Foreign monopoly in cigarette industry is not good

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Online business information hub Investopedia defines “monopoly” as a situation in which a single company or group owns all or nearly all of the market for a given type of product or service. By definition, monopoly is characterized by an absence of competition, which often results in high prices and inferior products.

Monopoly in the Philippine tobacco industry is what a Bulacan-based cigarette manufacturer is trying to subdue. Mighty Corporation, the only Filipino-owned company producing low-priced cigarettes for almost seven decades now has warned that a foreign-dominated monopoly is out to kill all remaining low-priced local cigarette brands in the market.

Mighty Corp Executive Vice President Oscar Barrientos said, “Recent moves by our competitors, particularly a multinational company, against MC indicate a calibrated campaign to bring us to our knees and push us out of the picture.”  He added that Barrientos their company was accused of technical smuggling, tax evasion and all other possible crimes which he labels as malicious and baseless.

In an earlier report, Finance Secretary Cesar Purisima was earlier quoted as saying: “It is natural for Philip Morris to fight change because you want to keep your monopolistic position. But in this environment, why should we, as a country, allow a monopoly?”  The biggest cigarette manufacturer in the country is Philip Morris Fortune Tobacco Corp., formed out of a merger between Philip Morris Philippines and Fortune Tobacco Corp. (PMFTC) in 2010.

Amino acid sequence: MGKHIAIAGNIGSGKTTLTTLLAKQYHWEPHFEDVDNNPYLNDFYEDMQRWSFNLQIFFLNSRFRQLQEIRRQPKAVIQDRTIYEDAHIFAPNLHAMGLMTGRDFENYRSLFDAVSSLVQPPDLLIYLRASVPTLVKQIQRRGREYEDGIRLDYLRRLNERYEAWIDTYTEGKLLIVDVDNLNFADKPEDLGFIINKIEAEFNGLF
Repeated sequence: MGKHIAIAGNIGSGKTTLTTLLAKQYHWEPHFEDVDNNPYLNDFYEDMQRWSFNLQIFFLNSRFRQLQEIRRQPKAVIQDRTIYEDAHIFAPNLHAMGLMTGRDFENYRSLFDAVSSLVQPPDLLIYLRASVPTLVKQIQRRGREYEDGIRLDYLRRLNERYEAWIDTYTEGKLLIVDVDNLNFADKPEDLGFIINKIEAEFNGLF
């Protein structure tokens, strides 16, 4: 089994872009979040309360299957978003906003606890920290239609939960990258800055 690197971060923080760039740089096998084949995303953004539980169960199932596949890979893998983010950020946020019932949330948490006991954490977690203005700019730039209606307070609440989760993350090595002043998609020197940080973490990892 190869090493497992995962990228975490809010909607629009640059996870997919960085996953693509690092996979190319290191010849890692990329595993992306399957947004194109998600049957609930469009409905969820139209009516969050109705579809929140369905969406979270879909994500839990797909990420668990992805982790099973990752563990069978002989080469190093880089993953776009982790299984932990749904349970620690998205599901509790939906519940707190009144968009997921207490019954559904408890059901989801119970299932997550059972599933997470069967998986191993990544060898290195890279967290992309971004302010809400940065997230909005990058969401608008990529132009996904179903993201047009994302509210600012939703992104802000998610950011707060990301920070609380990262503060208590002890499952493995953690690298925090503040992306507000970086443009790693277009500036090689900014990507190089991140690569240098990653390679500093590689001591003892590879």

PMFTC controls 94 percent of the cigarette market, making it one of the most successful monopolies in the Philippines. Barrientos said a foreign-dominated monopoly of the market was geared towards promoting mid-market brands since profit margins in the low-cost brand category were low. “They want to kill off all remaining low-cost local brands in the market by hook or by crook so that the playing field will be cleared for their expensive foreign brands,” the Mighty Corp executive lamented.

Barrientos assured the local consumers that they will fight monopoly for sure. “It’s an uphill battle, but we cannot and will not allow a foreign bully to just trample on us and any other Filipino company that it views as a threat to its campaign for market domination. As big as our competitor is, it’s a shame that it has to resort to lies and deceit,” he stressed.

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  1. MC is just believing in our natural products so why comparing and contrasting to any other products. So, do they mean we really need to produce cigarettes with the use of other brands? but we have here on our country? should we reject it? I guess its a big NO NO!